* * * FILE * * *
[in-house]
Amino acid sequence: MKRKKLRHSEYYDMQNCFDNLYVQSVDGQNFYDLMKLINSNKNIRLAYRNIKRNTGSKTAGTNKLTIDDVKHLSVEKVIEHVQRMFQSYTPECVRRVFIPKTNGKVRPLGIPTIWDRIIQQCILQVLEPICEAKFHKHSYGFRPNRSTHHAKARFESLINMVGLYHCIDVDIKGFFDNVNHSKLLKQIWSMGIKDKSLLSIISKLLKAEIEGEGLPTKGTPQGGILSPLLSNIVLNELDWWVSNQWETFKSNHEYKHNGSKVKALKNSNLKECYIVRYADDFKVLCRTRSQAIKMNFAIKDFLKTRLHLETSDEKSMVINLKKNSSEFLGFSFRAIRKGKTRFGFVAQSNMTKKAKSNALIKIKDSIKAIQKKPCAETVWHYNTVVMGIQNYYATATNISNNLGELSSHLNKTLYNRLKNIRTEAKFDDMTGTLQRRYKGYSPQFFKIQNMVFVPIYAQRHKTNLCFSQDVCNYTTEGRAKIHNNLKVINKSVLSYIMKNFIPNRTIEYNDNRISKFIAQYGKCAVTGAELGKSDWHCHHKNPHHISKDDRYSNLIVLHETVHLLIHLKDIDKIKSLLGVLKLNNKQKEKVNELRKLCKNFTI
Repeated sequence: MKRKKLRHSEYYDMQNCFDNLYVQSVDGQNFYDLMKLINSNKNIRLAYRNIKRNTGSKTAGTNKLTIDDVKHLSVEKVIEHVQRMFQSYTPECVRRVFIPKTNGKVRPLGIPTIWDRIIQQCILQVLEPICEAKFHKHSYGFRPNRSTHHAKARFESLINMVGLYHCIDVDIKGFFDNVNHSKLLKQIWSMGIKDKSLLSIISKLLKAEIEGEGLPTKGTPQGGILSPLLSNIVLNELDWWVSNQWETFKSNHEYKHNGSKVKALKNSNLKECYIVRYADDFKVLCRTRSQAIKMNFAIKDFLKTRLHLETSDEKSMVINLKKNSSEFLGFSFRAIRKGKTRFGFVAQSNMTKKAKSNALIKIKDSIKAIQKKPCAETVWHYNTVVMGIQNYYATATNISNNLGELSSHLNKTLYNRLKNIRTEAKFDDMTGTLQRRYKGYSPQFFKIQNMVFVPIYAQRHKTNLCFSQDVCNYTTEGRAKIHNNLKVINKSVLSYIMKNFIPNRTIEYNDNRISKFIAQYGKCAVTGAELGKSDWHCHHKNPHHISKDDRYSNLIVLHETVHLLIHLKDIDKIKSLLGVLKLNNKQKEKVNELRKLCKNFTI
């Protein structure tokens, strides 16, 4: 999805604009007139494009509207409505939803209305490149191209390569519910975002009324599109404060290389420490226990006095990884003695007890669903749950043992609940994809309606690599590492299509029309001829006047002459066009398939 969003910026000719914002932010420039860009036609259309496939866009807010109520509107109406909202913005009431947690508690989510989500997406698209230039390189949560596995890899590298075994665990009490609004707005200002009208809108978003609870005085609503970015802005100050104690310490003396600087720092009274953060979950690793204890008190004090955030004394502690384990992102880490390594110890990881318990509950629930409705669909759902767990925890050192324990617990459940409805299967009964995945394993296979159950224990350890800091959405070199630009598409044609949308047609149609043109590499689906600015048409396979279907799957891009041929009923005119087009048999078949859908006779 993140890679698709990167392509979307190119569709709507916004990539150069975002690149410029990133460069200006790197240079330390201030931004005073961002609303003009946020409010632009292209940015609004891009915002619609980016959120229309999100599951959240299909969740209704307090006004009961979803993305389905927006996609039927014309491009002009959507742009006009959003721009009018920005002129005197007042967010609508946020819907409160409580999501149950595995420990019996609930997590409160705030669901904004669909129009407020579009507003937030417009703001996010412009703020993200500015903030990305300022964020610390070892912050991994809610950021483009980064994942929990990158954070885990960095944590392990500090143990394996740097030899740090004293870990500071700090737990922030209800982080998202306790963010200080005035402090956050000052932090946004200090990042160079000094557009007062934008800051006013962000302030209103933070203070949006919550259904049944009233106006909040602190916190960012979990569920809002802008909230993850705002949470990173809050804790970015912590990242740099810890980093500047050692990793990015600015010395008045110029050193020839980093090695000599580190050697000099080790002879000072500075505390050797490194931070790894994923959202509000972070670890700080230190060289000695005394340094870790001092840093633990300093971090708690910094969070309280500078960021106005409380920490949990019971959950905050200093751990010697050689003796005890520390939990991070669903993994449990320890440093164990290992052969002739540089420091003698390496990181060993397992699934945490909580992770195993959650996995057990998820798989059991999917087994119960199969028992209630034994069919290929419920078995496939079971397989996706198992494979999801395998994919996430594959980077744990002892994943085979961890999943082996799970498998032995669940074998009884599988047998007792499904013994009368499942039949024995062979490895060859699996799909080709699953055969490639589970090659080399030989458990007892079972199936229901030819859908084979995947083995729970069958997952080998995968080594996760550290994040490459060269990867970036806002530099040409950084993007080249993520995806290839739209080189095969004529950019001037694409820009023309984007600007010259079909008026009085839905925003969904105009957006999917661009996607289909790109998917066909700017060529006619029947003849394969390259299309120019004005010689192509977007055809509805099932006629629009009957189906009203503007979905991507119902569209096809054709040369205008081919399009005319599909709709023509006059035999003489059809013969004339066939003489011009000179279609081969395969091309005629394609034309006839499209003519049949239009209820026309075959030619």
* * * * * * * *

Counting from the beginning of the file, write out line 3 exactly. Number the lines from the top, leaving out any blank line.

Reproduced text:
Repeated sequence: MKRKKLRHSEYYDMQNCFDNLYVQSVDGQNFYDLMKLINSNKNIRLAYRNIKRNTGSKTAGTNKLTIDDVKHLSVEKVIEHVQRMFQSYTPECVRRVFIPKTNGKVRPLGIPTIWDRIIQQCILQVLEPICEAKFHKHSYGFRPNRSTHHAKARFESLINMVGLYHCIDVDIKGFFDNVNHSKLLKQIWSMGIKDKSLLSIISKLLKAEIEGEGLPTKGTPQGGILSPLLSNIVLNELDWWVSNQWETFKSNHEYKHNGSKVKALKNSNLKECYIVRYADDFKVLCRTRSQAIKMNFAIKDFLKTRLHLETSDEKSMVINLKKNSSEFLGFSFRAIRKGKTRFGFVAQSNMTKKAKSNALIKIKDSIKAIQKKPCAETVWHYNTVVMGIQNYYATATNISNNLGELSSHLNKTLYNRLKNIRTEAKFDDMTGTLQRRYKGYSPQFFKIQNMVFVPIYAQRHKTNLCFSQDVCNYTTEGRAKIHNNLKVINKSVLSYIMKNFIPNRTIEYNDNRISKFIAQYGKCAVTGAELGKSDWHCHHKNPHHISKDDRYSNLIVLHETVHLLIHLKDIDKIKSLLGVLKLNNKQKEKVNELRKLCKNFTI